Wednesday, June 11, 2008


My departure from the Army was SNAFUed beginning about a month before the actual occurrence. It's not easy to know where to begin, so I'll begin well before that.

Around September of 1967 I bought a 1968 Plymouth Belvedere (In all the time that has passed from then until now, I have only seen one other on the road). In October, the driver of an Army two and a half ton truck ran a stop sign on post (Fort Huachuca, Arizona) and my brave little Belvedere t-boned the truck at about 25 miles per hour.

I was on my way to the mess hall for lunch when this happened - it will amaze most of you, I'm sure, to know that this little tidbit was important.

I had the car towed to an off-post repair shop, which I visited for a
conversation with the owner. I told him about the accident and that the Army would be reimbursing me for the damages, and I would not be able to pay him for the repairs until that time. He very kindly agreed to this.

I rented a car (for which the Army would also reimburse me) for a month or so, and then got my car back. I filed a claim for reimbursement for the repairs and the rental car.

Fast forward to the middle of April, 1968. Procedure at that time was that the Personnel Office was supposed to make up clearance papers for me, indicating all the various offices I was to visit and make sure everything related to me was wrapped up before my discharge. This was to be done thirty days before my discharge date, May 16, 1968.

It took several calls to personnel to convince them that I was not going to reenlist. I was a Staff Sergeant (E-6 for you non-Army military) with nearly ten years of service and they just didn't want to believe it. I finally got my clearance papers with about three weeks to go.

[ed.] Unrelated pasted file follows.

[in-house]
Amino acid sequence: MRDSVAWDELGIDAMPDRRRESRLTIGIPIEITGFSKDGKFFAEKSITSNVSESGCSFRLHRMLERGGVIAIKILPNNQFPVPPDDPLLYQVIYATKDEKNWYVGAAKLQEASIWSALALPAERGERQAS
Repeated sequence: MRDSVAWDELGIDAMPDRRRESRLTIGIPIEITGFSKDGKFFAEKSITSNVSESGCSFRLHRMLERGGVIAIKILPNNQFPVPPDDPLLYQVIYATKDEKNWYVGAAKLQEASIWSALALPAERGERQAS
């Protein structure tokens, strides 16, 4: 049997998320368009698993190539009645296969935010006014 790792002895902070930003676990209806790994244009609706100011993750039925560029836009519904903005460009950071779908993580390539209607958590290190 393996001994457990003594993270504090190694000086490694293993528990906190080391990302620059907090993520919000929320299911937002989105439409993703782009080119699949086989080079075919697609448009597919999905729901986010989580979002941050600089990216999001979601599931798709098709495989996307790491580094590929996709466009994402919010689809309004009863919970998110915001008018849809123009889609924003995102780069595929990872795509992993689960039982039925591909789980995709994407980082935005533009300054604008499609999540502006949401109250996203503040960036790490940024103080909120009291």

OK, got through that, and arrived at the big day. I went to the Personnel office to pick up my discharge papers and certificate, only to find that they had screwed this up too. Absolutely nothing had been done. I wound up sitting in front of the desk of some private who had never made up discharge papers for anyone.

I watched him like a hawk. At some point I caught him typing a letter notifying the Commanding General of the Army's reserve forces in Massachusetts, that "The following obligated reservist . . . ." I informed him that my 9 years, 8 months, 5 days of active duty more than fulfilled my obligation, and this sort of letter should not be sent. He went off to verify this with a Second Lieutenant who was the Personnel Officer or Assistant Personnel Officer or something. The letter was aborted and the private began fumbling through the rest of the process.

At some point I became impatient and I asked him, "Would you like me to do that?" Without a word he got up and I replaced him. Two minutes later I walked over to the Lieutenant to get signatures on the certificate and the papers.

"What are you doing with that? You're not supposed to have that until I sign it?"

"Lieutenant, your clerk didn't know how to complete these forms so I offered to help him."

For some reason this displeased him and he said, "You know, I can keep you here until midnight."

"Yes sir, but come midnight I'll be gone and you'll still be here."